For 10 years I ran a network of shelters and services for homeless adults, families and teens. It was righteous work, and many of our clients made huge strides in stabilizing their lives, reconnecting with family and taking responsibility for their futures. Besides the importance of the services we provided (food, shelter, showers, clothing, counseling, etc.), I felt that the need for our programs served as an indictment of conservative policies that cut basic services for the most destitute members of our community. I thought that once we Americans realized that homelessness and distress were created by the destruction of the social safety net, then we’d vote the rascals out.
Gradually our funders, frustrated that the homeless problem wasn’t “solved,” started requiring changes in how we related to our clients. We were required to use automated, standardized intake forms , placing a computer between our caseworkers and clients. This change forced me to fire one of our most talented counselors who could develop rapport with even the most alienated, mentally ill clients. I realized he was illiterate and couldn’t complete the intake form himself while working with clients, as required by our local government.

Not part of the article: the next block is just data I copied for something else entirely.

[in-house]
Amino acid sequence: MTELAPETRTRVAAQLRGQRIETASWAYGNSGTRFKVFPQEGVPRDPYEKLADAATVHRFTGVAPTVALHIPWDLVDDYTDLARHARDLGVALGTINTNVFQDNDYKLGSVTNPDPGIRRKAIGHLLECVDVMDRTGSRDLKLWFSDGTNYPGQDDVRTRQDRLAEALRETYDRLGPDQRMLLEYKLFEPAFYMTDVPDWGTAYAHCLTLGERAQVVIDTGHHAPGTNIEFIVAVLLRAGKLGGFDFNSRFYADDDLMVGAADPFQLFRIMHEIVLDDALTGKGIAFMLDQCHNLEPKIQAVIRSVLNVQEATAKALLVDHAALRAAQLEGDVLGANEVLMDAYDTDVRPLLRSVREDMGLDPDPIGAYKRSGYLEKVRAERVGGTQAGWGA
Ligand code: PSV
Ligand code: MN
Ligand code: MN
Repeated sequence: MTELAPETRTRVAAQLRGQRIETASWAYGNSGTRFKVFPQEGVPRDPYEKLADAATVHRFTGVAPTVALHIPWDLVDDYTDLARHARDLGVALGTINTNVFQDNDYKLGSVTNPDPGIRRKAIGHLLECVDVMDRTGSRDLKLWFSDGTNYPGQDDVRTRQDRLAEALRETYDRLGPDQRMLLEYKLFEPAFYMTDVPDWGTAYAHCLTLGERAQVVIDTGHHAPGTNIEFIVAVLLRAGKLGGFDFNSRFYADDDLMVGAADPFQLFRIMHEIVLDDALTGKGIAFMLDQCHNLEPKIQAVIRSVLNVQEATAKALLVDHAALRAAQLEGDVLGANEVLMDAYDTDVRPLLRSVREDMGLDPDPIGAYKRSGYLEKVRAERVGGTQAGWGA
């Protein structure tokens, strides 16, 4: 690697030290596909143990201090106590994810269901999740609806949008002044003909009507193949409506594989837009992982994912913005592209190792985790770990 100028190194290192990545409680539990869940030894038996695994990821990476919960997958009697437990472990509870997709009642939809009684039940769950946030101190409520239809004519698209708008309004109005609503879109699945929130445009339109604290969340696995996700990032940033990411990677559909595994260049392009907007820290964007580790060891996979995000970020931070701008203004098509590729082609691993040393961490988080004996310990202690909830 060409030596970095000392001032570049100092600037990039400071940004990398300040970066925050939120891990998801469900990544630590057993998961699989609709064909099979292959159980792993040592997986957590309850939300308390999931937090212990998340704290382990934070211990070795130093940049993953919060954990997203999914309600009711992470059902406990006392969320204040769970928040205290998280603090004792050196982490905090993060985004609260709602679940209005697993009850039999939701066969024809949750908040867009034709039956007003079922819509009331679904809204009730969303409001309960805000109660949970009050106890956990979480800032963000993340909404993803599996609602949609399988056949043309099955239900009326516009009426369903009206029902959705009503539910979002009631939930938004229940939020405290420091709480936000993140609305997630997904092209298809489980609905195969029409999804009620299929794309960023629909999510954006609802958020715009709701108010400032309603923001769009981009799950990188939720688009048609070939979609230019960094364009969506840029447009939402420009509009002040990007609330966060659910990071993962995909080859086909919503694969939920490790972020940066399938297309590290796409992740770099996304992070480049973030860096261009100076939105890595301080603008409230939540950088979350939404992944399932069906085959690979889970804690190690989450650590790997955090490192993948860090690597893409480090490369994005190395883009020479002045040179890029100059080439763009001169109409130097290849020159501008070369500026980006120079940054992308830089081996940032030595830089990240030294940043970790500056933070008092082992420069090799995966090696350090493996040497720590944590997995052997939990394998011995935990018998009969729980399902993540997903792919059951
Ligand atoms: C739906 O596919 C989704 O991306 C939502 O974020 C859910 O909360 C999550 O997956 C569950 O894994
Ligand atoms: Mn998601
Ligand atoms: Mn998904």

The funders’ definition of “success,” by which they judged whether to continue to support us or not, pressured non-profits to shy away from serving the most disabled people in order to get the “outcome” numbers required by our grants – permanent housing, employment or stable income, long-term sobriety, etc.
Most people know that homeless folks with substance abuse or mental health problems are seldom “fixed” for life. It does happen, but it’s the exception. Falling off the wagon and experiencing periods of instability are part of their challenges. If service organizations can “count” only their ultimate successes as work performed, and not all the steps leading up to that success (e.g. taking a shower, getting a psychiatric evaluation, taking medications, meeting regularly with a caseworker, moving into temporary shelter), they cannot afford to offer the flexible support over time that many of these people need – sometimes for the rest of their lives.
Twenty five years later, homelessness is a permanent presence in our nation’s cities, and ragged, mentally ill people are sleeping in doorways and under bridges throughout the country. And pretty much all that’s left of the safety net is the network of nonprofit organizations like the one I ran, trying to take the place of a government system of housing and income support for the extremely poor.
I sometimes wonder what’s become of our society. We seem to be taking the humans out of a system that I thought was organized to make life better for actual people. As the cynics say, human services would be so much easier if it weren’t for the humans.